Modern references like these are quite straightforward. However, add translations, sources cited in other sources, multiple different version, medieval or older sources with different possible interpretations, and all kinds of non-textual media to the mix and referencing becomes one complex mess. On top of that, there are strict rules on how to use references in historical papers. A historical paper is a text based on interpretations of older texts and other sources. These references and interpretations are the core of historical craftsmanship. It is most important that the reader, i.e., another historian, can find the exact source used to evaluate its relevance and its interpretation. Referencing literature cannot go wrong.

Novice: semi-automatic literature references

Being a novice LaTeX user I did not feel confident to use BibTeX at first. The default referencing schemes of BibTeX did not match the one I had to use in my historical papers. Writing my own complex bibliographic style file seems to be overkill for the short papers I was writing at that time. I solved the problem by introducing two new commands for every source I referred to: one for the full reference and one for the short one. Furthermore, I also introduced a command for the ‘ibid.’ to make all references light up in my text editor with syntax highlighting. At the end of the paper I would add all bibliographic entries by hand as well.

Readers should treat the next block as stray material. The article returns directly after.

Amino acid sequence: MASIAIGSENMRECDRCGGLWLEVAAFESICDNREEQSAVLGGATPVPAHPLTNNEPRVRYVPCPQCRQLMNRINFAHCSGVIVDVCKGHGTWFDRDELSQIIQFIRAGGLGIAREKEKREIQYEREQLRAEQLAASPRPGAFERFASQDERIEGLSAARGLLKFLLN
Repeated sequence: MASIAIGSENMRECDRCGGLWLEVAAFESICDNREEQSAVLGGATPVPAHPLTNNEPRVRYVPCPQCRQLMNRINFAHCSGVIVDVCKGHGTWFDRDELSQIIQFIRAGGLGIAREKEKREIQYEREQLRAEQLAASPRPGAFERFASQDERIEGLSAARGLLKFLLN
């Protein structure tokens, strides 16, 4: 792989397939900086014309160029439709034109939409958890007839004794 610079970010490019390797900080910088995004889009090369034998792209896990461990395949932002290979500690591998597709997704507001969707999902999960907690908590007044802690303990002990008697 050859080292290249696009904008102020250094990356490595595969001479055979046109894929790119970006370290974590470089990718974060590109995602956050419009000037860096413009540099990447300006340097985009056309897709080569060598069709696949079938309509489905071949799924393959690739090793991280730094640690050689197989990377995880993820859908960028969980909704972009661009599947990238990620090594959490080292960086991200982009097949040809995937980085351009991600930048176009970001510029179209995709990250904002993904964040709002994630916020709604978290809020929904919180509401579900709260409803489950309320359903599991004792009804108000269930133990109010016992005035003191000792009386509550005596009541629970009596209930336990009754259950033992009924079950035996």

So, if I would refer to the example paper in LaTeX I would introduce the following two commands:

\newcommand{\BeerF}[1]{ %
  \footnote{ %
    de Beer, HT (2007) 'ALGOL, more than just ALGOL', in:
    L. Böszörmenye (Ed.) \textit{MEDICHI 2007 — Methodic and Didactic Challenges
    of the History of Informatics}, p. #1.
  }
}
\newcommand{\BeerS}[1]{ %
  \footnote{ %
    de Beer, 'ALGOL, more than just ALGOL', p. #1.
  }
}

Automatic literature references with BibTeX and Jurabib

This novice strategy to literature referencing did not scale very well. When I started writing longer historical papers with a lot more references, I had a second look at BibTeX. Meanwhile I had learned to look at CTAN first when searching for an pre-existing solution to my LaTeX woes. I found JuraBib. With this package I was able to fine-tune automatically generated literature references suited for the historical craftsman.

Now all I had to do was to include the following in the preamble:

% The bibliographic style is jurabib-oxford, for creating historical style
% literature references.
\usepackage[%
  titleformat=italic,% Titles in italic 
  titleformat=commasep,% A comma between athors and title 
  titleformat=all,% Always show a title (or a short title)
  commabeforerest,% A comma after title 
  ibidem=strict,% 
  citefull=first,% The first citing in full form 
  oxford,% The oxford style
  super,% Footnotes 
  dotafter=true,% 
  see,% An extra optional argument as a prenote 
  idem
]{jurabib}